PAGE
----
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General Motors: How Our Electrification Journey Impacts Your Community

October 27, 2021
In a webinar, hosted by Gerald Johnson, executive vice president of Global Manufacturing and Sustainability for General Motors Co., the company previewed their growth strategy, discussed the future of their workforce, and outlined how an all-electric vehicle future will benefit manufacturing communities, like Detroit.

GM’s commitment to focus on electrification and transform their growth strategy began by engaging with investors and evaluating long-term trends in mobility. New 10-year goals have been put in place that encompass a forward-looking approach to technology and autonomous vehicles strategy.

Critical to this transformation and GM’s goals is bringing the employees and the community along with the company as it grows, especially as they work to adapt from engines to battery packs, transmissions to drive units, and converting assembly plants over to electric vehicle plants.

“Our full intent is to be completely inclusive in how we make our EV transformation as well as to make sure that our employees are a critical element of this strategy in what I call a competitive advantage for us,” said Johnson. “I’m excited about what it means for all of our people, all of our employees, and all of our communities.”

Training the Current and Next-Generation Workforce

As the company acts on their growth strategy, begins transforming assembly lines, and introduces new products, a fair amount of training will be put in place for current team members and leaders. In addition, it will be vital to bring skilled trades to the workforce as new technology and automation is added to facilities.

Noted Johnson, “We have 1.4 million years of vehicle assembly compulsion systems launch expertise amongst our employee base and that’s an advantage in it of itself…we are building on a million years of experience to tailor it for the next assignment or product program.”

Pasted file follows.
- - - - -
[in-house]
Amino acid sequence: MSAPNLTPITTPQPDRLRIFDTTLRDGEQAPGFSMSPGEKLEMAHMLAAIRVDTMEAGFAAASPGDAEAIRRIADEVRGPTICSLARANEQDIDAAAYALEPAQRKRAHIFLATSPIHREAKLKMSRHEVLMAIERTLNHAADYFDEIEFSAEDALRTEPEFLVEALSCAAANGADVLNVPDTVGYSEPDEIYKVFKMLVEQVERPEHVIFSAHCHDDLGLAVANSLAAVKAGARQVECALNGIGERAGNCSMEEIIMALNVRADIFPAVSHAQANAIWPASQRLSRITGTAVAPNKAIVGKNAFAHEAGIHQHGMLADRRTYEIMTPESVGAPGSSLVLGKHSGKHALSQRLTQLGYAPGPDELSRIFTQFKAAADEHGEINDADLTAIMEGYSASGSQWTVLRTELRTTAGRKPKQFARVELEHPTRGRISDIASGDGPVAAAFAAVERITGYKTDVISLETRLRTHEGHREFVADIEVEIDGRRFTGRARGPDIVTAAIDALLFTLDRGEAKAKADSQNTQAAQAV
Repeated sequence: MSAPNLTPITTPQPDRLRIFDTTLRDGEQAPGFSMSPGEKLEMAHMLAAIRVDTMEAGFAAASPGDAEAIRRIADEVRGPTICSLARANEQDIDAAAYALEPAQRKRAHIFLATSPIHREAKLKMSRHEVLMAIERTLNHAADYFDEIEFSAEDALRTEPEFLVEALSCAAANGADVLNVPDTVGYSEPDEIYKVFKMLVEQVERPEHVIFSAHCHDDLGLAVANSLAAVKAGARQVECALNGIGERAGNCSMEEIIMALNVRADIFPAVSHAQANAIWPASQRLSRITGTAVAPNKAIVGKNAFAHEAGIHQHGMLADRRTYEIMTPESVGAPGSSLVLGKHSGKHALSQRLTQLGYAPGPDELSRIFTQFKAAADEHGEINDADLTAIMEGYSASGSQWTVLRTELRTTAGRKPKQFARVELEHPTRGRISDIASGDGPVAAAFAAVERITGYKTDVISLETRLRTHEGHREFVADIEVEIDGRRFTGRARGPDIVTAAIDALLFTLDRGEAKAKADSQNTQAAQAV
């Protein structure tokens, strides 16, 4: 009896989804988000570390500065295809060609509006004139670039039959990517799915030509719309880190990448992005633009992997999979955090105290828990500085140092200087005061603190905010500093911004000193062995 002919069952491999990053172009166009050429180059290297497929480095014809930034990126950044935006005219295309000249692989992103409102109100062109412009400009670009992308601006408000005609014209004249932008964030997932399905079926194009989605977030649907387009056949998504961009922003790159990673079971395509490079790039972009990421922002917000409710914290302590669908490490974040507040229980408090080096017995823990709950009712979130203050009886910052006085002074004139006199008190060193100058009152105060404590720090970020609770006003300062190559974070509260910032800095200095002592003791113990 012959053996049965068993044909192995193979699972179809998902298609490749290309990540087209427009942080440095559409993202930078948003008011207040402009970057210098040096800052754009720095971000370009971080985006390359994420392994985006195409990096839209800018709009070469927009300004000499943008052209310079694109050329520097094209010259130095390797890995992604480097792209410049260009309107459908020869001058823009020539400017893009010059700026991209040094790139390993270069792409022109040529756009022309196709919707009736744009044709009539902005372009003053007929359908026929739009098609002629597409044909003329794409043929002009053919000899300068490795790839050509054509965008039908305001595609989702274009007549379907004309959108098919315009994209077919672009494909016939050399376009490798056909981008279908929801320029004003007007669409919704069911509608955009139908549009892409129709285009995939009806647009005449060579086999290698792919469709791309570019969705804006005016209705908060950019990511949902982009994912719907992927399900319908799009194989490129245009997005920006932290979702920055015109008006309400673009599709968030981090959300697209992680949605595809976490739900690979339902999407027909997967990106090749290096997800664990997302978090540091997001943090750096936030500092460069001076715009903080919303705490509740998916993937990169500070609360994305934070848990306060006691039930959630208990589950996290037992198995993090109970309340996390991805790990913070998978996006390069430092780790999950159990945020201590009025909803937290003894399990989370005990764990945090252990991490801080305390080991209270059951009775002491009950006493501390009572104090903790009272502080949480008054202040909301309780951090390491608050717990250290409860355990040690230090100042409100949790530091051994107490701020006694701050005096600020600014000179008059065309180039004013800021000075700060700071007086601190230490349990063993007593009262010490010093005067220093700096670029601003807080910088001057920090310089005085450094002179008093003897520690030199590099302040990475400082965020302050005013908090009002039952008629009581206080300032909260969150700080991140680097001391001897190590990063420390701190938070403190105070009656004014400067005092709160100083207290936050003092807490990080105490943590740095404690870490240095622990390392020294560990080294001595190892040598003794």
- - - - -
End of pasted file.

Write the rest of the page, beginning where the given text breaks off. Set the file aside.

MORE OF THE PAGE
Converting, Not Building New

As GM transitions to all EV future, the company plans to leverage the assets they currently have and focus on converting facilities, not building new. Whether ICE or EV, in an assembly plant 80% of the work remains the same, allowing GM to utilize the infrastructure that is already in place.

Even as the company transitions and transforms, GM will continue to be a hub for manufacturing and diverse job opportunities. The current timeline is to refurbish plant-by-plant as the company adds new EV products to its portfolio.

“We have made an aspiration and commitment that we will be 100% EV or lit-EV by 2035. That’s a lot of transformation that will take place over the next decade,” noted Johnson.

Sustainability and the Community Connection

One of GM’s primary mission statements is committing to a future of “zero crashes, zero emissions, and zero congestion,” and working to become 100% EV helps accomplish that. To further that mission, GM is also committing to transitioning to using all renewable energy by 2025.

Adds Johnson, “We will be generating electricity from renewable sources and basically taking our carbon footprint to zero in our sites and in our locations. That’s good for the community, that’s good for the planet.”

Impact on Employees and the Talent Pipeline

In addition to environmental commitments, GM is committed to continuing its work inside of the communities. Work sites within the community will be carbon neutral, benefiting the communities and the planet overall. With those updated and new work sites will come an influx of jobs.

“Because we are putting on new capacities, we will also be adding jobs,” said Johnson. “All job opportunities here in the U.S., here in the communities that we have done business in for years.”

Johnson noted the role the U.S. educational system in developing the labor and talent pipeline to fill these added jobs, as the future of automotive becomes more reliant on technical skillsets.

“This is really about taking all of our stakeholders into a future of zero crashes, zero emissions, and zero congestion. We will and we can do this as we have for over a hundred years, in partnership with our communities, in partnership with our employees, and in partnership with our future employees,” said Johnson.